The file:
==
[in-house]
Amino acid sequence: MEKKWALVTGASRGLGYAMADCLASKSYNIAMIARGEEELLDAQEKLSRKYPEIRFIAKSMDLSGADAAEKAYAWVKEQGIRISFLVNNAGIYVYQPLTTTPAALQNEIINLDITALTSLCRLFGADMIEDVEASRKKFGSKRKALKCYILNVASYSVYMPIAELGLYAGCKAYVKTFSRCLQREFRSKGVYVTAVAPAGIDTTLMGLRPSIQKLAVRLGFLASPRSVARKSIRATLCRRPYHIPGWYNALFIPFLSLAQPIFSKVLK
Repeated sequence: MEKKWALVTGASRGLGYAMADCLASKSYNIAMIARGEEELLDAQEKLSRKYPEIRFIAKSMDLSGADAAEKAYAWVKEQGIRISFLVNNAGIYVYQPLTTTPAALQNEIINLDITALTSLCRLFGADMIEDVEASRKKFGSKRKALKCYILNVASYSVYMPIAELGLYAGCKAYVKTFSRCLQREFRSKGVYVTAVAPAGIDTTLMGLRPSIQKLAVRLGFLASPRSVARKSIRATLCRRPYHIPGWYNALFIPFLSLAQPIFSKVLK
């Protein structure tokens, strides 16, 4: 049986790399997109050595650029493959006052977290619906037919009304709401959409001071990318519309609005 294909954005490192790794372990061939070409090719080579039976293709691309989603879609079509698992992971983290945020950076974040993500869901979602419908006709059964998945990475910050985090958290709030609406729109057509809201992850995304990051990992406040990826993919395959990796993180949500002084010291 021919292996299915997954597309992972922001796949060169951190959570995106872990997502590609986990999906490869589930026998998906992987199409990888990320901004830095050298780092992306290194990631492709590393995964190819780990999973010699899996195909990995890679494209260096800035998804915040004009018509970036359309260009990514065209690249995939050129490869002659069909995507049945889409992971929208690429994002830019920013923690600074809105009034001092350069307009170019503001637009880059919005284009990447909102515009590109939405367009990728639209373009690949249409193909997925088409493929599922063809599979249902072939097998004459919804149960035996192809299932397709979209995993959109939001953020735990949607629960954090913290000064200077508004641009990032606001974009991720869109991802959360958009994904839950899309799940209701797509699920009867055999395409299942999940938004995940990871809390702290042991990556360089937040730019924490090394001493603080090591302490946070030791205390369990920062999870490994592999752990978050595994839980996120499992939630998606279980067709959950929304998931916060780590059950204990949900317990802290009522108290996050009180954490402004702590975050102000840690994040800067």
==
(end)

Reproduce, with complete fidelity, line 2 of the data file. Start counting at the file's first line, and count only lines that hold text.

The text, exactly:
Amino acid sequence: MEKKWALVTGASRGLGYAMADCLASKSYNIAMIARGEEELLDAQEKLSRKYPEIRFIAKSMDLSGADAAEKAYAWVKEQGIRISFLVNNAGIYVYQPLTTTPAALQNEIINLDITALTSLCRLFGADMIEDVEASRKKFGSKRKALKCYILNVASYSVYMPIAELGLYAGCKAYVKTFSRCLQREFRSKGVYVTAVAPAGIDTTLMGLRPSIQKLAVRLGFLASPRSVARKSIRATLCRRPYHIPGWYNALFIPFLSLAQPIFSKVLK